The businesses need us
We don't realize we are creating a depression outside our doors.
02/24/2010 10:00 PM
Walking through the neighborhood recently with one of my pals, the conversation turned to one of our most recurring topics: How come there arenít more businesses in the neighborhoods that are thriving? We seem to have the density now, right?
Well, yes, I had to admit. I also put in that the only businesses that seem to be really thriving in the neighborhood are the home jewelry sales businesses. My dressers are covered with three different kinds of boxes, the gold ones, the black ones and the blue and white ones. I canít say ďnoĒ to neighbors who are hosting parties where they sell baubles of all kinds, which are pretty nice.
Problem is, if you patronize one you have to patronize them all, so you donít lose friends, and pretty soon you end up with a dresser full of earrings, necklaces and bracelets Ė not to mention a brooch or two Ė and you realize you wonít live long enough to wear it all. Unless you wear the pieces while showering, Googling and going through the movie offerings on ďOn Demand.Ē
In any case, after getting a feeling in the pit of my stomach about all the boxes on the dresser, I finally had an answer to my friendís query. Itís because no one has to stay in our neighborhood to do anything or get anything done, I told her.
And itís true. We South Loopers brag about the great transportation, our central location that is near everywhere, the ease of taking your car and driving it onto expressways that go in every direction, being able to walk quickly to the Loop, jumping on the El, hopping on buses, walking to the West Loop, Taylor Street, Pilsen and Chinatown.
Personally, I havenít noticed any less service on the CTA, and that, too, is probably a bad sign for the restaurants and retail in the South Loop. Nothing keeps us from leaving and venturing out to try new eateries and stores. Or going back again and again to the biggies on State Street and Michigan Avenue. In the meantime, we donít realize we are creating a depression outside our doors.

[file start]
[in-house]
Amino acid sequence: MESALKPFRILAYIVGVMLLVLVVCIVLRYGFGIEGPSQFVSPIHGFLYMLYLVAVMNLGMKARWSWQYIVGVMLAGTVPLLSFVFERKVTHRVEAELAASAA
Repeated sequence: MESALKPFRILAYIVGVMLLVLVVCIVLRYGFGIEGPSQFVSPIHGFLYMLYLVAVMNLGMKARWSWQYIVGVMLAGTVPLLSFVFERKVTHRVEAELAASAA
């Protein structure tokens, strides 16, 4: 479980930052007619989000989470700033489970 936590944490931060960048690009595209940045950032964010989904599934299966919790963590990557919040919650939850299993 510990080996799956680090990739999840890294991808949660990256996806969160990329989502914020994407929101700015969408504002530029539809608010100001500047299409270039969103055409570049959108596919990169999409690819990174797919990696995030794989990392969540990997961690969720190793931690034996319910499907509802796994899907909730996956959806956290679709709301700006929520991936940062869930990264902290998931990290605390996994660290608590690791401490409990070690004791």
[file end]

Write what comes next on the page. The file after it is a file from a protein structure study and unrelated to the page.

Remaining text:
Yes, we have a cleaner on every corner, and they seem to be doing well. Restaurants like Hackneyís and Flacoís Tacos seem to be thriving (but they are owned by third-generation restaurateurs who know exactly how to play the game). And our own Starbucks seems OK Ė although they close too early, but I suppose they do in every neighborhood.
But a lot of the restaurants, boutiques, specialty stores and galleries appear to have a shelf life that is way too short in the South Loop. And I daresay itís because we donít build up loyalty for these places.
We donít get a chance to. We simply donít have to. And thatís because in the South Loop you can go anywhere and patronize anyone with great ease. We donít have to huddle in restaurants like Opera and Gioco when we can go to the companyís other outposts Ė like Marche, Cafť 33 and Carnivale Ė with great assurance that we will get there safely and get home early.
Itís not so easy to get out of other neighborhoods on a regular basis. Residents elsewhere are often bound to going places nearby. Those places end up doing well with the locals.
Itís a big deal to come downtown if you live way north or south. Where to park is a trial and a tribulation. But we donít have to worry about that. We can walk or take an occasional cab ride, if necessary. If you take a bus from the outskirts of Chicago, you have to worry about a long ride home.
And yes, it seems like the same difference if we travel there. But parking isnít usually at a premium on the outskirts, and for some reason itís a lot easier on the nerves taking public transportation back into the heart of the city after a long night out rather than vice versa.
Iím sounding provincial, I know. Or perhaps anti-provincial, depending on how you look at this dilemma, which boils down to how to keep the South Loopers at home at night and on weekends on their own turf patronizing their own restaurants and their own mom-and-pop places and their own funky foxholes.
While we can hope that enough people from other neighborhoods come here to take up the slack, the only insurance we have of keeping the businesses here is to go there ourselves.
Without getting bored. Or responding to the call of the wild from other zip codes in the Chicagoland area.